It is impossible to establish with certainty the precise stages of mind and heart George MacDonald went through during these years of his youth. But certainly this lengthy poem, and the impression gained from Robert Falconer's four years "in the desert," from Alec Forbes' and Hugh Sutherland's spiritual quests, gives a picture of progressive spiritual growth. George MacDonald's own awakening may also correspond with that of Thomas Wingfold, whose fictional quest began with serious doubt, which then gave way to a hope that expressed itself tentatively: “No, my hearers, I call not myself a Christian, but I call everyone here who obeys the word of Jesus, who restrains anger, who loves his enemies, who prays for his slanderers, to witness my vow, that I too will henceforth try to obey him, in the hope that he whom he called God and his Father will reveal to me him whom you call your Lord Jesus Christ, that into my darkness I may receive the light of the world!” (Thomas Wingfold, Curate, Ch. 31).

 Personally, I find the inner turmoil of MacDonald’s late teen years as revealed in The Disciple perfectly understandable and normal. I understand it well because it mirrors my own development, which I have recounted in other places. What intrigues me more, however, as I’ve alluded to already, is that, emerging from this period, I do not see the continuing progression of growth that I would like to see. I’m not saying it is not there, only that I hunger to know more about the ongoing development of his ideas and his inner walk with God for the rest of his life. How dearly would I like to know more of the “inner story” behind, say, the writing of the sermons MacDonald published in 1867, 1885, 1889, and 1892. And yet they all seem to have been written, not merely by the same man but by a man at the same place in spiritual outlook.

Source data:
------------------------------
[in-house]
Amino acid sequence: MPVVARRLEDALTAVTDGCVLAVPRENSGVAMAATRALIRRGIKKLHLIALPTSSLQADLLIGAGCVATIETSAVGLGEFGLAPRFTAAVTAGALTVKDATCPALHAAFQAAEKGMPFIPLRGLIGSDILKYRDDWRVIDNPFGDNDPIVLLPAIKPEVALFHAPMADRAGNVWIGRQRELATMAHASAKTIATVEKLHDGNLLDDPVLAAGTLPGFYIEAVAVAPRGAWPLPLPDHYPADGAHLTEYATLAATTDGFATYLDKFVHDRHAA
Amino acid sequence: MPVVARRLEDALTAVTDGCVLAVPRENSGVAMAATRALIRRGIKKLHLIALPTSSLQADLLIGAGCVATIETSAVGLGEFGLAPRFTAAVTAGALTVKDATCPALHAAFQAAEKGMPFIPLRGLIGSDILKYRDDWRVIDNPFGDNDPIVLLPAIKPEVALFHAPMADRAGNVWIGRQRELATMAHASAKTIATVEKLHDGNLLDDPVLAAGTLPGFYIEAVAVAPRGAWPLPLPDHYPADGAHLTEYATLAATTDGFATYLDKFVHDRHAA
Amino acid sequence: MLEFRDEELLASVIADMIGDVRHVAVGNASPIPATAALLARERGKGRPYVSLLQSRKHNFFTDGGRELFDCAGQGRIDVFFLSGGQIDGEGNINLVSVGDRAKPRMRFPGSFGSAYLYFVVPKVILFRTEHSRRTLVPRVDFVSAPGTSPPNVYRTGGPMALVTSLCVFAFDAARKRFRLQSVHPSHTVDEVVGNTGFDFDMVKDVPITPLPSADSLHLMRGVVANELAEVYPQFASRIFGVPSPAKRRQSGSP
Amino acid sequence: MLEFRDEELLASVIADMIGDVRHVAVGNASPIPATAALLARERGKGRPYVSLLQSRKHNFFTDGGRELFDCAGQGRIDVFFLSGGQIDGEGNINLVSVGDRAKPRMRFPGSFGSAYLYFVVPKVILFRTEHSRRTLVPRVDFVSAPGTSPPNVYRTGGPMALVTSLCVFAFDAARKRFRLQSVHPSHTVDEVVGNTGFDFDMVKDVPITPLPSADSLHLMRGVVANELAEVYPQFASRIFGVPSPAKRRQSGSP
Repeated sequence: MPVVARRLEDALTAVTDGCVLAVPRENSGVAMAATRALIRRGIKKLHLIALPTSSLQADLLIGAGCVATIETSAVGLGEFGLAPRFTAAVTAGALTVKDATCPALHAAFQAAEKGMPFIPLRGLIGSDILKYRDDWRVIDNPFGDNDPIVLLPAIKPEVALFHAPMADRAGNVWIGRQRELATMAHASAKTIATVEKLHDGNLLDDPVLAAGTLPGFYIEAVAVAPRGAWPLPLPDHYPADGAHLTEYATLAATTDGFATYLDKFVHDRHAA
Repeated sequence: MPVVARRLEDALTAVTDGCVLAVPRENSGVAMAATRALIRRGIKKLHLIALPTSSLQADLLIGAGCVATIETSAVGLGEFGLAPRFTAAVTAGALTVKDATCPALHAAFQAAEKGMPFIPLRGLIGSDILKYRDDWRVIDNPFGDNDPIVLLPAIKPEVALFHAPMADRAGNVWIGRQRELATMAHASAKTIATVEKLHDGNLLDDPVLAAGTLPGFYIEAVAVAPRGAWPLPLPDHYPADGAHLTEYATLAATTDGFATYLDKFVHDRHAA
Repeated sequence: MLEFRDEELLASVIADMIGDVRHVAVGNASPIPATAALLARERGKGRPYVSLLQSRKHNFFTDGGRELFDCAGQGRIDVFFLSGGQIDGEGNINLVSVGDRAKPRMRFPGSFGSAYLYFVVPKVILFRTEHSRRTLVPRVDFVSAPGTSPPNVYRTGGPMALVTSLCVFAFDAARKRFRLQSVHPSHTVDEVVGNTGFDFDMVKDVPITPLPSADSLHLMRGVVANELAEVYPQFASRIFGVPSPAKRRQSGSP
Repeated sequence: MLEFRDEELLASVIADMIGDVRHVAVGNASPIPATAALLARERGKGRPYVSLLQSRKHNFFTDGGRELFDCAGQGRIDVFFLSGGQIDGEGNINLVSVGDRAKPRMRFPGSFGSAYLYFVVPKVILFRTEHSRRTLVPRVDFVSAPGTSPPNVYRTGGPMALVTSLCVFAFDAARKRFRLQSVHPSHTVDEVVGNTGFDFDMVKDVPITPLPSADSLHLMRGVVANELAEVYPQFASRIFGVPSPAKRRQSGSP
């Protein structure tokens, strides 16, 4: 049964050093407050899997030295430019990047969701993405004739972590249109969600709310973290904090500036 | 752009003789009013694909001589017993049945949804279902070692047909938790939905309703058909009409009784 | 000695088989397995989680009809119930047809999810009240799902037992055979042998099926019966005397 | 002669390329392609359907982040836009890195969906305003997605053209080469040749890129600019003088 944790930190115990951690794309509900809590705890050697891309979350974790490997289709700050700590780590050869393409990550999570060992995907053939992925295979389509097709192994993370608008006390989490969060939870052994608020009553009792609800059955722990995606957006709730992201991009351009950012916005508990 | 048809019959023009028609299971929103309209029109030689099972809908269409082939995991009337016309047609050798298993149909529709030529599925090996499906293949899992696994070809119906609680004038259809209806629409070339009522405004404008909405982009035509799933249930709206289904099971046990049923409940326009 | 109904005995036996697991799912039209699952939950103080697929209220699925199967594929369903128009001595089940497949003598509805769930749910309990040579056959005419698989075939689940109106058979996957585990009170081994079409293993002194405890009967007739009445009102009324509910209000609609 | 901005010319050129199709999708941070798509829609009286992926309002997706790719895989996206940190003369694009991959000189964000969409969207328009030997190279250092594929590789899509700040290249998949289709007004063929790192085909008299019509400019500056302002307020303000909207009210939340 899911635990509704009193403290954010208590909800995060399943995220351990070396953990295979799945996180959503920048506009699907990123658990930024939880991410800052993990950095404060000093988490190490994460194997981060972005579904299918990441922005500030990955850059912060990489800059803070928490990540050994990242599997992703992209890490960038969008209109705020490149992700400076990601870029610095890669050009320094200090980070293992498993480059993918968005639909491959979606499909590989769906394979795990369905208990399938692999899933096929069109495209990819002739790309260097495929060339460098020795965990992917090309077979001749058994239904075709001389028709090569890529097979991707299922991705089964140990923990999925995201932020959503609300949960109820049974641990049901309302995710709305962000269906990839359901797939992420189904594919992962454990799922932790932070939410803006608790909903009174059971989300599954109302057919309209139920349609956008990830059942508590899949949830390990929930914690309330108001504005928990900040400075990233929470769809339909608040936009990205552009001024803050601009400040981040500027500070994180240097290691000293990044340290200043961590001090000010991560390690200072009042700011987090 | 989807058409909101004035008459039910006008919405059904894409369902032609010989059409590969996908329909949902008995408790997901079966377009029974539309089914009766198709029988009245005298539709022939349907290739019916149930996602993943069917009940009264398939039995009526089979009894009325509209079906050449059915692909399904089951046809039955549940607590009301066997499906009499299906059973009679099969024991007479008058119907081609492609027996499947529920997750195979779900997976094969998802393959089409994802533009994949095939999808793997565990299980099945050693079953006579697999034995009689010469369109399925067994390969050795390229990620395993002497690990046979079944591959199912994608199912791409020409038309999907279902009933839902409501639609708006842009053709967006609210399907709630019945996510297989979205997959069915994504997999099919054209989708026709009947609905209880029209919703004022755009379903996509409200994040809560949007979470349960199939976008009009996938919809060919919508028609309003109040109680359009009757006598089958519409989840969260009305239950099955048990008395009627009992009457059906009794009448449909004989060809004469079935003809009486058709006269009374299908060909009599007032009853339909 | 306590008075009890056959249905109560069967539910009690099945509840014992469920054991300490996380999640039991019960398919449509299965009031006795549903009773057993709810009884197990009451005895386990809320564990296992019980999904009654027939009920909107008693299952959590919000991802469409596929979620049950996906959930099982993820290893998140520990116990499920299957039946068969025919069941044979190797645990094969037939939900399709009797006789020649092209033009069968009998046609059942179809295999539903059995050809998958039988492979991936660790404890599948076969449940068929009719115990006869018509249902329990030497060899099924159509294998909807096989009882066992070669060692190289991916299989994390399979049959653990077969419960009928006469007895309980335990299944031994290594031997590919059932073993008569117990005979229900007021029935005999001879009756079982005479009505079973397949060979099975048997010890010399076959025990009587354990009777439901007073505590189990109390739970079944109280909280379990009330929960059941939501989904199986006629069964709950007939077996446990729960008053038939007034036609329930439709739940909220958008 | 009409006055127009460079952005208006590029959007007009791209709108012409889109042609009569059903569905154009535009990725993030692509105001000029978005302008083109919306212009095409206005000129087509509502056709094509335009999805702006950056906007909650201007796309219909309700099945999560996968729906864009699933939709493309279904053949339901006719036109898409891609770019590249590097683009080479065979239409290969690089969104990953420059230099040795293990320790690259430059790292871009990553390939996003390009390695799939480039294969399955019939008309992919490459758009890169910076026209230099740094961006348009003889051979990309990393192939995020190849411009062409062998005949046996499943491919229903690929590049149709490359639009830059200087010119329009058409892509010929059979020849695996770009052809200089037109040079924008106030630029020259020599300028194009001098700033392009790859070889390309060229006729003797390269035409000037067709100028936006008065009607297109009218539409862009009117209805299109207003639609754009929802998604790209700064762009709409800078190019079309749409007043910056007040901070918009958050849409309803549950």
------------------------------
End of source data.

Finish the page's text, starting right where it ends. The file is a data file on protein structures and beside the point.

In his poem “A Prayer,” presumably written in his later years, MacDonald writes: When I look back upon my life nigh spent…I more of follies than of sins repent. I suppose in a way this gives us another of those brief window-glimpses into MacDonald’s reflections about his own life. Many would also point to The Diary of an Old Soul in a similar vein (albeit that its selections were penned when MacDonald was in his early fifties, certainly far from “old.”)

 I look back on my own life, my writing as well as my beliefs, my personal life and relationship, and I too more of follies than sins repent. But O how great were some of those follies! And I was certainly still far too folly-prone in my 40s, even my 50’s, nor am I immune to them now in my late 60s! To observe the breathtaking perspective, insight, wisdom, literary command, and spiritual depth evident from MacDonald’s earliest writings all the way through his career simply amazes me.

After all this, however, there remains an intriguing if somewhat puzzling incident out of his own biography to reflect on. What was apparently MacDonald’s first attempt at the art of fiction, penned probably in 1858 or 1859 when MacDonald was thirty-three or thirty-four, was a novel called Seekers and Finders. In it the character of Robert Falconer makes his first appearance. Of it Greville comments: “It was too metaphysical and argumentative to attract any publisher, in spite of much terse, epigrammatic writing…My brother Ronald and my best of friends…have read it, and with myself endorse its author’s decision that it had better remain unpublished.” Jointly the two sons decided to destroy the manuscript. (George MacDonald and His Wife, pp. 307, 319-20)

The incident clearly points to a period in MacDonald’s life, now hidden to us from view by the passage of years and this decision by his sons, when something less than mature writing craft was in evidence. Of it Greville comments, “The book is wholly consistent with its writer’s life-long convictions.” Yet this expunging from the historical record such potential blemishes on MacDonald’s “fully formed” artistic craft that might have been revealed by Seekers and Finders and that obviously concerned Greville in Far Above Rubies, unfortunately prevent us delving more deeply into the matter.